In January 2014, the Hawai`i County Department of Finance prepared a list of those properties it intended to auction on January 16 for failure to pay property taxes. Ten of the 76 parcels belonged to Waikoloa Mauka, LLC.
At virtually the last minute, on January 12, the back taxes, penalties, and interest – amounting to $1,275,870.30 – were paid off. And the payment wasn’t from Waikoloa Mauka, according to a source in the Finance Department, but rather from one of its creditors, fearful that the auction would impair the value of land securing its notes.
Not included in the properties proposed for sale at auction was the 731-acre parcel where Waikoloa Mauka plans to build its Waikoloa Highlands subdivision and the 2,153-acre parcel across Waikoloa Road to the north.
To be clear, large tax arrearages did build up on those parcels as well from 2009 to 2012. By July 2012, taxes, penalties, and interest charged by the Finance Department on the smaller of the two lots came to $135,283.84. Most of that ($105,897.22) was in taxes, with $9,119.34 in penalties and $20,267.68 in interest.
On July 23, 2012, the entire arrearage was paid off on that parcel. The arrearage on the larger one was dealt with four months later, in November 2012. By then, the total amount owed came to $143,631.64.
Since then, Waikoloa Mauka and its successor, Waikoloa Highlands, Inc., have kept current on their taxes, missing payment due dates by days only on a few occasions.
However, with the property taxes having been reduced on those two parcels together to less than $750 a year, paying them should not be a problem.
Property taxes on the 731-acre lot were $73,756.39 a year in 2006, immediately following its sale to Waikoloa Mauka. On the larger lot, taxes in 2006 were $40,832.34.
By 2016, they had been reduced to $189.63 and $557.78, respectively.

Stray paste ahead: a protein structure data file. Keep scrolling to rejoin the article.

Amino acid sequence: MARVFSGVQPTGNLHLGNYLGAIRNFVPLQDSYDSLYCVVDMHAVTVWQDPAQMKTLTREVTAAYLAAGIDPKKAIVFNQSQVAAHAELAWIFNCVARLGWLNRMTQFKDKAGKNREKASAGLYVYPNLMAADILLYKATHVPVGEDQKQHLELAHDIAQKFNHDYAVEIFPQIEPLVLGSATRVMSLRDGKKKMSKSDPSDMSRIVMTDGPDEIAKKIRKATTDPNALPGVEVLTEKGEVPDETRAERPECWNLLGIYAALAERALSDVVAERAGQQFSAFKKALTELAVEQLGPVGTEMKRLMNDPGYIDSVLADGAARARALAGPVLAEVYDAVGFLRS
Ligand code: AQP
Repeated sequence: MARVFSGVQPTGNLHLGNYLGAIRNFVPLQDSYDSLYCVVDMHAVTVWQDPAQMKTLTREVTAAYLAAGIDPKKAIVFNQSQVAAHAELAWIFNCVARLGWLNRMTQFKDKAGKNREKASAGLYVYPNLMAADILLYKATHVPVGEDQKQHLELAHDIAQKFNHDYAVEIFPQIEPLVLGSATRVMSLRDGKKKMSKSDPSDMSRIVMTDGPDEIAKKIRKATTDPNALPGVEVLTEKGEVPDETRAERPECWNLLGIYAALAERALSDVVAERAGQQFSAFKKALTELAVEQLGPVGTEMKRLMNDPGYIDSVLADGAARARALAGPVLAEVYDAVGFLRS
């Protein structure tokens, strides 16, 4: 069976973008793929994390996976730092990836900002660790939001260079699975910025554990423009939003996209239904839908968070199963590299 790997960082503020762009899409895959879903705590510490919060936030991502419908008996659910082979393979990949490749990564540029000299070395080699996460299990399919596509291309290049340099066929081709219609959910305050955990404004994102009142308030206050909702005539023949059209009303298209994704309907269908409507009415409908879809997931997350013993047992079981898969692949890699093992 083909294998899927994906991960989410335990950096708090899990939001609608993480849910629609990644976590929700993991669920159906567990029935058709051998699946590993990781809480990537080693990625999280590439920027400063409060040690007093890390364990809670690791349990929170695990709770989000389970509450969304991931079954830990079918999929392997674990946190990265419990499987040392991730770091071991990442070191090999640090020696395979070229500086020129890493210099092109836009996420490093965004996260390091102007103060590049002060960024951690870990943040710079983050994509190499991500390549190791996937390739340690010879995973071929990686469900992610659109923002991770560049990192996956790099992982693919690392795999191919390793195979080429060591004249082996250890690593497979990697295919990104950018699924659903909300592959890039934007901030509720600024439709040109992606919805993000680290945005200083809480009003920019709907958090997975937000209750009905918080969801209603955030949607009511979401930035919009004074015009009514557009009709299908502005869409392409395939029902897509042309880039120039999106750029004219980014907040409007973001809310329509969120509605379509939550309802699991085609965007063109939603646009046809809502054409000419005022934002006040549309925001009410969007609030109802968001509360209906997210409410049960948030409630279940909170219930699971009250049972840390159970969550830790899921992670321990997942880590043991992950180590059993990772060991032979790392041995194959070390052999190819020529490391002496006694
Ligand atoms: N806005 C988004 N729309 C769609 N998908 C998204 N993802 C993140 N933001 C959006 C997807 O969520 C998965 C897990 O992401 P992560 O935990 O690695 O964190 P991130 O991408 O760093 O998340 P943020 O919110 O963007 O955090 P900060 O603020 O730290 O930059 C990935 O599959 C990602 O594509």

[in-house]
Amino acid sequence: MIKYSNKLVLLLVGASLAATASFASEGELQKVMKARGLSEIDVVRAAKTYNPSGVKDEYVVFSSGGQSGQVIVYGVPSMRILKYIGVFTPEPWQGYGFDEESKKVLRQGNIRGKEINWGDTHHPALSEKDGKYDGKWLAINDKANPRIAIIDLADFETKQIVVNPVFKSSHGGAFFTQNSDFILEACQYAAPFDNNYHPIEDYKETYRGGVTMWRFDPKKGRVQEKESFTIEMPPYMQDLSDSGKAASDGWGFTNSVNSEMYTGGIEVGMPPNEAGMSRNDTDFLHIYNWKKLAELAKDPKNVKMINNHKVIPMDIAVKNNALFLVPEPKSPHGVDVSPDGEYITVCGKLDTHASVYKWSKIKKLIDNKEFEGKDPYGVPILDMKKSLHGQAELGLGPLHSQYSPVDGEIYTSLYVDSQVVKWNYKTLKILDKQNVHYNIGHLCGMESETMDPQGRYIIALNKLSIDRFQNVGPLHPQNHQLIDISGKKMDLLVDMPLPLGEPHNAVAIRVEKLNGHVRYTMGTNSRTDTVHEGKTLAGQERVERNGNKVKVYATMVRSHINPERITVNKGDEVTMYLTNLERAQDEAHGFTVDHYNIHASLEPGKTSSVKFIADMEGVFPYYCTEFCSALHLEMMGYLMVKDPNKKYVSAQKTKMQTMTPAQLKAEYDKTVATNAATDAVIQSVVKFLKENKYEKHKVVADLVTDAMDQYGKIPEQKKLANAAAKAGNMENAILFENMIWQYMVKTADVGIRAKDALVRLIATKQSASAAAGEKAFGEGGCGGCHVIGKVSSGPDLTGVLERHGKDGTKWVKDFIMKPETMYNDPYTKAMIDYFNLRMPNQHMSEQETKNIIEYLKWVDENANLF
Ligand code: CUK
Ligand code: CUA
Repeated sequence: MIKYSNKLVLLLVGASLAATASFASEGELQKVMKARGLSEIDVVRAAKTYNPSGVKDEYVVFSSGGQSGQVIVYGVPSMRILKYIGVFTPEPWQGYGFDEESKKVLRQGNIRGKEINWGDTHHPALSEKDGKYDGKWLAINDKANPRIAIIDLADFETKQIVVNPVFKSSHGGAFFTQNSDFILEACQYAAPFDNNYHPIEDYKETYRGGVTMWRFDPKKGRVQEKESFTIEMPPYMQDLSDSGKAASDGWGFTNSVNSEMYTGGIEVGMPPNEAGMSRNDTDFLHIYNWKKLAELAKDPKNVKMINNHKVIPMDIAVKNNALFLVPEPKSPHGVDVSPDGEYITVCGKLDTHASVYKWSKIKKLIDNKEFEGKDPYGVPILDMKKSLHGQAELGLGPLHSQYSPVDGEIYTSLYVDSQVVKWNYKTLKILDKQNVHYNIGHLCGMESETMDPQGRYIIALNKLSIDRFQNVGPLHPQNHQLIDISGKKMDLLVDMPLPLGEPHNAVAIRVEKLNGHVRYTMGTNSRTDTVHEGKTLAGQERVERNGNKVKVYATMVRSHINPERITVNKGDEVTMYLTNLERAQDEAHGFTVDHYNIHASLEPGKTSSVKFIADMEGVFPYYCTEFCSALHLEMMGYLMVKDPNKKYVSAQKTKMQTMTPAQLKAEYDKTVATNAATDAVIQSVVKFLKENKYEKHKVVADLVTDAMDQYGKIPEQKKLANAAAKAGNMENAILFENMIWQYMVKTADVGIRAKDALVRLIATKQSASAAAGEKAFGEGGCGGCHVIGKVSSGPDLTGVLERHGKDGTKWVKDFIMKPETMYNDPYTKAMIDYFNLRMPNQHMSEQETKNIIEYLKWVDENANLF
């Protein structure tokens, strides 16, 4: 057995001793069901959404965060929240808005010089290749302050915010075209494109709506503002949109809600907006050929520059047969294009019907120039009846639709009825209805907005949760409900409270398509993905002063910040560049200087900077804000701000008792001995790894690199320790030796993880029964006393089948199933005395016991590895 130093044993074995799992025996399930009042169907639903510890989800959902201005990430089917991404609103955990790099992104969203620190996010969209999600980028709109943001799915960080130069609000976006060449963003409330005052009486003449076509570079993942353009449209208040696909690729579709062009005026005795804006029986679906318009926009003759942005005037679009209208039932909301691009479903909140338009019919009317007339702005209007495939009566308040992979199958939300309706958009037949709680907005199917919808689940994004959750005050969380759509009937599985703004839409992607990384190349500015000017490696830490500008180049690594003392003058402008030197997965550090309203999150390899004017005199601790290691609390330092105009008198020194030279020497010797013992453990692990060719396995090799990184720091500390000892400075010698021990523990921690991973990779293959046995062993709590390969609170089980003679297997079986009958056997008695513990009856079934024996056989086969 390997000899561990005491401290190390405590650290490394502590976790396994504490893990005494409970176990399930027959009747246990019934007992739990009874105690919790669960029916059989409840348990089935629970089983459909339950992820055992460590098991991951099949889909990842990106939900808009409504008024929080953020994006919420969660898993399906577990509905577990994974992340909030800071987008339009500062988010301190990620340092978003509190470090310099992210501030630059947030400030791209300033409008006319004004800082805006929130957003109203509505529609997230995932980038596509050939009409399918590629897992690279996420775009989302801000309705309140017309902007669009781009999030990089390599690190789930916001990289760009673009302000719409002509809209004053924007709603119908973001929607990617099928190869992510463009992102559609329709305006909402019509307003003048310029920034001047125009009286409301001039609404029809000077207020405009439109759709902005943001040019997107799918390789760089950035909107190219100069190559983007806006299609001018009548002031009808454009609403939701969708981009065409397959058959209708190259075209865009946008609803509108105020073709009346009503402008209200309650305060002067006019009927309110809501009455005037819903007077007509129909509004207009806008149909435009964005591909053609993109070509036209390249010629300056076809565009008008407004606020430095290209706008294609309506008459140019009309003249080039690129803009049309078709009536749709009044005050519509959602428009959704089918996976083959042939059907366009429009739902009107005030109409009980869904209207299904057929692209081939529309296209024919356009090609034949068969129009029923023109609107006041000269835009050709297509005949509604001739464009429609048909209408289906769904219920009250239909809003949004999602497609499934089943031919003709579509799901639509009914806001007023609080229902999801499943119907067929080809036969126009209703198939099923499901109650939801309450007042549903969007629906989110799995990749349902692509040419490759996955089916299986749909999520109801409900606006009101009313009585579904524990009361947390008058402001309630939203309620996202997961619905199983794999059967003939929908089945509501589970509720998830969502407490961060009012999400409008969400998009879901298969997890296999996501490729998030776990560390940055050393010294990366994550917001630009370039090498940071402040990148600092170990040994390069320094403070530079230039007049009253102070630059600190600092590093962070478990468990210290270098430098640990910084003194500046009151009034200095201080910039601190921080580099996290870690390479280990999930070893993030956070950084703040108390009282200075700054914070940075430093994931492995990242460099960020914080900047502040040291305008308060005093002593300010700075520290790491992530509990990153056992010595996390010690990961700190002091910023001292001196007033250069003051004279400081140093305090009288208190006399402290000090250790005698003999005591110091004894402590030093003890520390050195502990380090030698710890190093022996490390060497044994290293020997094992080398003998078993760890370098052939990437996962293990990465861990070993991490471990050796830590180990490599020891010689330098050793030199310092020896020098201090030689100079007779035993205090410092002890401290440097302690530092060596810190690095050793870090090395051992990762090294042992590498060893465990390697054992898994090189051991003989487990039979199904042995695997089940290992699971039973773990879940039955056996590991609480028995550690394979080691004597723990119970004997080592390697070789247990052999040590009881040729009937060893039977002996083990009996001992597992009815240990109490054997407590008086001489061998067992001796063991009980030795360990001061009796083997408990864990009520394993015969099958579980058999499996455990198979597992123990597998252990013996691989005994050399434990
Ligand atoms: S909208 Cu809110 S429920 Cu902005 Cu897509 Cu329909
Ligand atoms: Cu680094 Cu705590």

Even though the County Council and Land Use Commission have approved zoning changes that should, if anything, have increased the value of the smaller property, the county’s tax revenue took a nosedive. (A staffer with the county Finance Department explained that regardless of zoning changes, tax rates won’t change until work actually starts.)
The dramatic reduction in the tax bill is a result of Stephan Martirosian, a principal of Waikoloa Mauka, having applied for an agricultural use rate starting in 2011 for the larger lot and 2013 for the smaller one.
The application to be taxed at the rate for pasture use on the Highlands lot was dated August 8, 2012, 16 days after the accumulated taxes and penalties on the property had been paid.
Meanwhile, on a 10-acre Agriculture-zoned lot at the corner of Waikoloa Road and Pua Melia Street – the only Hawai`i property still owned by Waikoloa Mauka, LLC – taxes went unpaid from 2010, the year the parcel was carved out of a larger lot, until June of 2015, by which time the arrearage (taxes, penalties, interest) came to $19,045.48. In that same period, the annual bill went from $2,552.60 to $2,819.40, where it now stands.
For this property, at least, no agricultural use has been declared, meaning that although it is 1.4 percent the size of the Highlands parcel, the property tax on it is nearly 15 times that of the larger parcel.
A question arises as to why tax bills could be allowed to go unpaid years without the properties being put up for auction at county tax sales. A staffer at the Finance Department stated that as a general rule, the county will consider properties for sale after two years of delinquencies. However, he added, “it depends on the tax collectors.” The Big Island has three collectors, each of whom is responsible for the tax sales in their area of jurisdiction, he continued.
“Just because something is delinquent over two years, it doesn’t mean it’ll be on the tax sale,” he said. Other factors come into play, and, he added. “Especially if it is land only, sometimes it will be delinquent for a while before the tax collectors put it up for sale.”
— Patricia Tummons